The Changing Role of the Investor Relations Officer
When companies are surprised by activist shareholders it’s often because management and the board don’t have a good idea of what investors are thinking and what their hot-buttons issues are. Today’s CEOs need a new breed of skilled investor relations officer (IRO) to bridge the gap. This person must be a proactive leader, building constructive relationships throughout the shareholder base to help the company mitigate various risks. CEOs need to give the IRO a clear mandate to quarterback investor dialogue and get buy-in around all of the elements of management’s long-term strategy. The IRO must be part of a unified board and C-suite investor planning group, and their responsibilities should include building and sustaining credibility with long-term investors, and providing useful information on a timely basis.
A monumental shift in today’s equity markets has redefined the relationship between companies and their investors. Today’s CEOs are navigating a new world in which activist shareholders; index funds like BlackRock, State Street, and Vanguard; and long-only investors are increasingly willing to weigh in on company strategy, ESG, executive pay, and board composition.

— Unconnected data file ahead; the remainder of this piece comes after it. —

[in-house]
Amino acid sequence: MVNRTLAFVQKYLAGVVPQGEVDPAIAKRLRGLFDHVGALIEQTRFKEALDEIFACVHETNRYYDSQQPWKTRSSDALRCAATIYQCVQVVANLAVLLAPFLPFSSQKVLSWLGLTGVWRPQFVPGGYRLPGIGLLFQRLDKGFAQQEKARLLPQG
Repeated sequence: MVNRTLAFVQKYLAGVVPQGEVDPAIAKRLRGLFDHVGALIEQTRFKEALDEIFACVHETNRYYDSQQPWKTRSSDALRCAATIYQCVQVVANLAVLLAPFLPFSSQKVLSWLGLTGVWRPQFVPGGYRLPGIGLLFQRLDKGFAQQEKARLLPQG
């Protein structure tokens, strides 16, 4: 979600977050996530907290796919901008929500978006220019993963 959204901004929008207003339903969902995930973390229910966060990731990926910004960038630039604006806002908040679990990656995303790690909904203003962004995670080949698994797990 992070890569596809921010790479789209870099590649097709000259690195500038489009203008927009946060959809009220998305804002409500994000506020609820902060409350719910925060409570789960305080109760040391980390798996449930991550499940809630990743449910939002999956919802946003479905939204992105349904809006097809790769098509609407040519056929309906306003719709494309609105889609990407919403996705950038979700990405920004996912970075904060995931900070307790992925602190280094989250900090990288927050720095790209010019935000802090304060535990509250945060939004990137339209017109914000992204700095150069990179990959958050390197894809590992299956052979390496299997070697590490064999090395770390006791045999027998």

With investor activism increasing and world markets gripped by uncertainty, CEOs need a new breed of skilled investor relations officer (IRO) to bridge the gap. CEOs must empower the IRO to be a proactive leader, building constructive relationships throughout the shareholder base to help the company mitigate various risks. They need to give the IRO a clear mandate to quarterback investor dialogue and get buy-in around all of the elements of management’s long-term strategy. The IRO must be part of a unified board and C-suite investor planning group, and their responsibilities should include building and sustaining credibility with long-term investors, and providing useful information on a timely basis.
More specifically, the IRO job needs to change in four major ways: